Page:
The survey of skeletons is compelling evidence, but it is distorted by the exclusion of definitive evidence of a per-civilization battle 13,000 years ago..
    Combined with the resort to hyperbole about “rampant” warfare, the study still lands face down as a romantic re-statement of the noble savage Paradise messed up by human civilization.

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  5. 5. ultimobo 6:26 pm 07/24/2013

    interesting observation that war may have been less likely amongst hunter-gatherers – I wonder if the increase in war may be associated with horticulture, in other words something to defend.

    When everyone gets their food by going into the forest and looking for it, I’d guess folk have no energy left for fighting each other.

    When people grow their food at home, with a stable water supply, that could suggest an easy food source if you just come in and take over, requiring the farmers/animal rearers to want to defend their investment – and thus the rise of warfare ?

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  6. 6. GWIA? 9:12 pm 07/24/2013

    One of the reason “deep rooters” site examples of modern day hunter gatherers as atypical is that they tend to live in atypical environments, environments not suited to agriculture or livestock raising, like those of the deserts of the Kalahari.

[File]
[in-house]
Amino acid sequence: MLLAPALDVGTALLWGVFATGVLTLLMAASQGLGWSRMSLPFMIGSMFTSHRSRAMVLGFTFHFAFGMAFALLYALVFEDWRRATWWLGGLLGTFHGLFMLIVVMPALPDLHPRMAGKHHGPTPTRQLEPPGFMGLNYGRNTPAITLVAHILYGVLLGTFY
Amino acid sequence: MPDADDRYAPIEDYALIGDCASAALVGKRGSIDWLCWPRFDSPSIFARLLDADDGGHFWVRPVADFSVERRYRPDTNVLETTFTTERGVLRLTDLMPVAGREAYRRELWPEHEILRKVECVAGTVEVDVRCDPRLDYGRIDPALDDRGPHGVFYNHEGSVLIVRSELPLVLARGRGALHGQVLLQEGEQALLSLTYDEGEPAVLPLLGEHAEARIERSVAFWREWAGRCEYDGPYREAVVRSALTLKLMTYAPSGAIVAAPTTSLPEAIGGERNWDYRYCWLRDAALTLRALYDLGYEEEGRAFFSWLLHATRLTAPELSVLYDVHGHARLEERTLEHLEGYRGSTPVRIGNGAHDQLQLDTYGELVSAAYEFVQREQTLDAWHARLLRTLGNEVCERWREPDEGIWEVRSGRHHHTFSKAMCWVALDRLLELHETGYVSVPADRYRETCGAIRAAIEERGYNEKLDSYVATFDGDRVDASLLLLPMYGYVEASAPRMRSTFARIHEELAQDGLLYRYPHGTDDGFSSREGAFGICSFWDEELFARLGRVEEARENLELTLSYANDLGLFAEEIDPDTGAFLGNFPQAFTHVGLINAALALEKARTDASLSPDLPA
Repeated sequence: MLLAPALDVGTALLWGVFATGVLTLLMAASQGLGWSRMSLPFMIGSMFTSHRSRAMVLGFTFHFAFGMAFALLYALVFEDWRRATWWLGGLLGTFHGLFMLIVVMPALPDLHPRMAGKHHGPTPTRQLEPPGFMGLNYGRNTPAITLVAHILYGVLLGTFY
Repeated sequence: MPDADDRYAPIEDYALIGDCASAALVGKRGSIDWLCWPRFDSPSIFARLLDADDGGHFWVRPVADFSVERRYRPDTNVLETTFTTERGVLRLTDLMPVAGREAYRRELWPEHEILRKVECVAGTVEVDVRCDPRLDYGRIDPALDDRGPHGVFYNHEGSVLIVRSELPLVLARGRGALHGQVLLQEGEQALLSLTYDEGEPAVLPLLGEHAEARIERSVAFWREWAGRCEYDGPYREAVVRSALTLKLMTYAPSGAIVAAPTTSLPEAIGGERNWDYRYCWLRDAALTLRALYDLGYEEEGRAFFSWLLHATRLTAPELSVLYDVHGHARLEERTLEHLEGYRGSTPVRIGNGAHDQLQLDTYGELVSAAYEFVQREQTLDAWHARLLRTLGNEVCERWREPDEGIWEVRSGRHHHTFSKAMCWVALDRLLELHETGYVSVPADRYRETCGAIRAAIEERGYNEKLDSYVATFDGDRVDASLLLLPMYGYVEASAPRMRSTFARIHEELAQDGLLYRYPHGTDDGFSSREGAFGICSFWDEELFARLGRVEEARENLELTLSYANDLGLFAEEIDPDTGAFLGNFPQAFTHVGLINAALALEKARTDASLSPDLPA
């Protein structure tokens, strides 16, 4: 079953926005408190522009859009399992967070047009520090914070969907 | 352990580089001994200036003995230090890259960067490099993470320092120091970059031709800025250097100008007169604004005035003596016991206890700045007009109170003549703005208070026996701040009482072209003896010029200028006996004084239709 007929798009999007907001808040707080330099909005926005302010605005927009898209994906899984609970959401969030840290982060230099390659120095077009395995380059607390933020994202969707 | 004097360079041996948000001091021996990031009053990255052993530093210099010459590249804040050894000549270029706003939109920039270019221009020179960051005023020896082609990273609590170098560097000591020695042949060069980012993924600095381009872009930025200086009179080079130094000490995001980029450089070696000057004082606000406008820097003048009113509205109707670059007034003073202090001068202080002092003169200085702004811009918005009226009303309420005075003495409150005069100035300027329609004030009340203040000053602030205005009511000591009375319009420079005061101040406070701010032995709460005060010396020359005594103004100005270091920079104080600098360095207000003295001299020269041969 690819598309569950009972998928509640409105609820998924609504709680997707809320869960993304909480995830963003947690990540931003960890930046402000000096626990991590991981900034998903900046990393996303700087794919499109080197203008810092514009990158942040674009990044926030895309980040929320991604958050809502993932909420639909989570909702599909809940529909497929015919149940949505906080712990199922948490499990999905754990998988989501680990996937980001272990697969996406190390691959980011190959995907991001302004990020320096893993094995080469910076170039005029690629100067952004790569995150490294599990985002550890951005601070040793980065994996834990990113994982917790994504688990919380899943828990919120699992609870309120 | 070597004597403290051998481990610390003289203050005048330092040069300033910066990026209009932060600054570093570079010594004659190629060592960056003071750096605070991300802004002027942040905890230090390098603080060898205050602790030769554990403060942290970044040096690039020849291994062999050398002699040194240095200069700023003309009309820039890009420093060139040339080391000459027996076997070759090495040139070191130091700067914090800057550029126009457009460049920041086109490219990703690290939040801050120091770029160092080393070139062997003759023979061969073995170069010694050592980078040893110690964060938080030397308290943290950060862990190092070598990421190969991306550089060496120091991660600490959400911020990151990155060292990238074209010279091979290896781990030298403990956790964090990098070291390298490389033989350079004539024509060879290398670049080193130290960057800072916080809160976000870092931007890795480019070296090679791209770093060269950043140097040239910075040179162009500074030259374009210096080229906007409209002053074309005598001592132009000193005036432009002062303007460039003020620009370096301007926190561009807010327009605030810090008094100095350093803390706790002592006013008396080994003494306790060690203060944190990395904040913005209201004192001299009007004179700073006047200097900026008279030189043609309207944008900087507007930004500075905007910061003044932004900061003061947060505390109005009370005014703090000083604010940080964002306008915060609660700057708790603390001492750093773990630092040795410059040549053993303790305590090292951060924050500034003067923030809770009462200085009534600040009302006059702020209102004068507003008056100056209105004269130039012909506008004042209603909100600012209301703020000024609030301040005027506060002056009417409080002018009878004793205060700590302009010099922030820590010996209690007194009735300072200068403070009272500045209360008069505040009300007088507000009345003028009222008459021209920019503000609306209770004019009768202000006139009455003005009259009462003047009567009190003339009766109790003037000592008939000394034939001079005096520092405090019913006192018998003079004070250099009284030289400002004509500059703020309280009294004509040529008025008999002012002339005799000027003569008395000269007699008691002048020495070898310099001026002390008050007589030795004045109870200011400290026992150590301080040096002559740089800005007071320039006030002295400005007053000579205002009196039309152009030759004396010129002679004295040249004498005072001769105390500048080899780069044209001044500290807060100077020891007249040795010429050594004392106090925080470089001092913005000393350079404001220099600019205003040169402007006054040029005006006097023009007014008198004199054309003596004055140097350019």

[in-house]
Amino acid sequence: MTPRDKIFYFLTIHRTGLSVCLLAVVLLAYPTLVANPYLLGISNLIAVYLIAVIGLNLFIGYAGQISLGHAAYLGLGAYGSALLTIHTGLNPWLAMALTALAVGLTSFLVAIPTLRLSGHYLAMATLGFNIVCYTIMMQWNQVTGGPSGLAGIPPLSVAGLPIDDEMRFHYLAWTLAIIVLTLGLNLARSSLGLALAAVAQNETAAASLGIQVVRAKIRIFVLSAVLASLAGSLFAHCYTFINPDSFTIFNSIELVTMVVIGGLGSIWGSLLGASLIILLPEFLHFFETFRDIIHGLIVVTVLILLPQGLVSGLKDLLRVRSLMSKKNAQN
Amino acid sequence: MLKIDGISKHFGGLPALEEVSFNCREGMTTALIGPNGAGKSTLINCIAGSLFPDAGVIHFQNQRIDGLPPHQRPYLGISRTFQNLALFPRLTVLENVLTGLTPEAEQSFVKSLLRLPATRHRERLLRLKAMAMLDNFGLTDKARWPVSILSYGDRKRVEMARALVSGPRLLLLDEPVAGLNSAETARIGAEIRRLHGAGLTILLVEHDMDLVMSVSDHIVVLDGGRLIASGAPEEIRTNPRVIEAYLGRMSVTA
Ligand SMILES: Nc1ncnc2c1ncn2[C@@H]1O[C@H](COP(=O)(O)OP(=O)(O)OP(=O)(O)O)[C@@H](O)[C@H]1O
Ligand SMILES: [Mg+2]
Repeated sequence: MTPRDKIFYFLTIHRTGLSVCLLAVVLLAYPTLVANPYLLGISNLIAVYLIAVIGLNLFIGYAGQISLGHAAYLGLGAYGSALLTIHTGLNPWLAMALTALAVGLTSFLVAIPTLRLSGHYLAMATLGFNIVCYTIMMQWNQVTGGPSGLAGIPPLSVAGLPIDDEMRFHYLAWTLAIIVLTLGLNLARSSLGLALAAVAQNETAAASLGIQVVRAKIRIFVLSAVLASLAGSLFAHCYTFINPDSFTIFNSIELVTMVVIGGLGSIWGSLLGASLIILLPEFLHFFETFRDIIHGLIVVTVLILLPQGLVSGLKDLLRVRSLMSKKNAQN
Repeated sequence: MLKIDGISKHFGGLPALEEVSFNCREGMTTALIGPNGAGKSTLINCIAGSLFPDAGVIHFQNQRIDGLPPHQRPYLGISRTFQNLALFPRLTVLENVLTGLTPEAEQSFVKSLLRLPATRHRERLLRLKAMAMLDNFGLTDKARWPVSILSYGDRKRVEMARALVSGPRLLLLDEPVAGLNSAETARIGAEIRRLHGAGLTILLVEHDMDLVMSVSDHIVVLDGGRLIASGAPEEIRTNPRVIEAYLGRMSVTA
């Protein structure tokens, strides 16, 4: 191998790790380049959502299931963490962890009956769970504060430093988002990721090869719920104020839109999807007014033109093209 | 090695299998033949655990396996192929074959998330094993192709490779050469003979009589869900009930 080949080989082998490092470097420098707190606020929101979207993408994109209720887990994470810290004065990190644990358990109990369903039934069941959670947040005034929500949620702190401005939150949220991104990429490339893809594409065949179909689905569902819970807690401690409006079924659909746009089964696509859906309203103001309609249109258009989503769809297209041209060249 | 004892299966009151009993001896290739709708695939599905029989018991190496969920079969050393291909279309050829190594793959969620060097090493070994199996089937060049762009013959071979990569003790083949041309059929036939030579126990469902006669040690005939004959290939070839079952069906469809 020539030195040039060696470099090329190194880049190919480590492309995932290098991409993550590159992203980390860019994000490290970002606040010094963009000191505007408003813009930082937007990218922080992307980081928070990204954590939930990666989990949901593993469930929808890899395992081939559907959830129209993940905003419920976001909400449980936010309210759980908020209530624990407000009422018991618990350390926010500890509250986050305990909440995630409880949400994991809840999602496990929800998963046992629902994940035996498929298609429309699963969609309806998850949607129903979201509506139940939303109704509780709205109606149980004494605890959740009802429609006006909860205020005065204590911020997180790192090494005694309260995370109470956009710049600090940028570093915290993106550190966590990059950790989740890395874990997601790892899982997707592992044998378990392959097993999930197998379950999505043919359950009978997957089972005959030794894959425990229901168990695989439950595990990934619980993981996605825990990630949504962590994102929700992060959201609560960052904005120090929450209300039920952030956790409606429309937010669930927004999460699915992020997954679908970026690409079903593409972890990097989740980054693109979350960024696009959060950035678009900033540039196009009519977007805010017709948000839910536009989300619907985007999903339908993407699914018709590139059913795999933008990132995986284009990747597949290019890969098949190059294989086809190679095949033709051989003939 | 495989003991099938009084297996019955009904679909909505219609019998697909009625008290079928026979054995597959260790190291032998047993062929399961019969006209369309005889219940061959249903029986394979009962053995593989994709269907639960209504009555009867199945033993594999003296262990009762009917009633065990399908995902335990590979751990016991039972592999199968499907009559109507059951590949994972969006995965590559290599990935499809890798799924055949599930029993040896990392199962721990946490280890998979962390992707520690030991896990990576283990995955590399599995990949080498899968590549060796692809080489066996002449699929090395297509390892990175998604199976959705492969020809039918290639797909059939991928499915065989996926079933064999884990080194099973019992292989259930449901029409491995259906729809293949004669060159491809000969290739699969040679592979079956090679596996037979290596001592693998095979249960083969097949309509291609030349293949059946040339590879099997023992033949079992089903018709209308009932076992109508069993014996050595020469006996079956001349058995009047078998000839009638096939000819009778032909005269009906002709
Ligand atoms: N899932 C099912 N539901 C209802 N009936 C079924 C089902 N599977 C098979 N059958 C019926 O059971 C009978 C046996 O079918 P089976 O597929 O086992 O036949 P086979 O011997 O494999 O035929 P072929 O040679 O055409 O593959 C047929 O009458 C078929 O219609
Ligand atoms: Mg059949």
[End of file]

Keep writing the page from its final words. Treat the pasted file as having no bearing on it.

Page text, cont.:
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  7. 7. way2ec 1:11 am 07/25/2013

    I like the way the author has opened up the “debate” about the roots of warfare with some data, the survey of ancient skeletons. We should continue to speculate about the origins of war, don’t know where you’re going until you know where you’ve been. As to a “hidden agenda” and or “noble savages”, bah humbug. Whatever your point of view, show some evidence. Did Cro-Magnon Man hasten the demise of the Neanderthals? That debate takes us back to 35,000 years ago. No evidence (that I know of) in the cave art of warfare (or murder for that matter). Yes, defending your territory, or the taking of someone else’s might very well be the origin of war and before that time, population numbers alone would argue against warfare. People’s need for “outbreeding” would favor neighborliness over warfare (as evidenced in our having Neanderthal genes?) Does “Make love not war” suggest “noble savages” in a primitive pristine world, even as it might have spelled doom for the Neanderthals? Or will the “Deep Rooters” suggest rape and pillage has gone hand in hand with warfare? And since we are on the topic, what are the evolutionary genetics of genocide, and does anyone care to date its origin? Since nuclear holocaust is such a modern invention, does that imply we are anything but “noble savages”, never have been never will be?

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  8. 8. Owl905 3:09 am 07/25/2013

    Way2 substitutes hosts of questions for content, but the gem in the comment is the pointer to paleolithic and neolithic rock art. And that lands with a thump clearly, and decisively, supporting savage warriors predating ‘civilization’. A search on “Rock Art Warfare” opens the door to ubiquitous depictions of combat between ancient groups.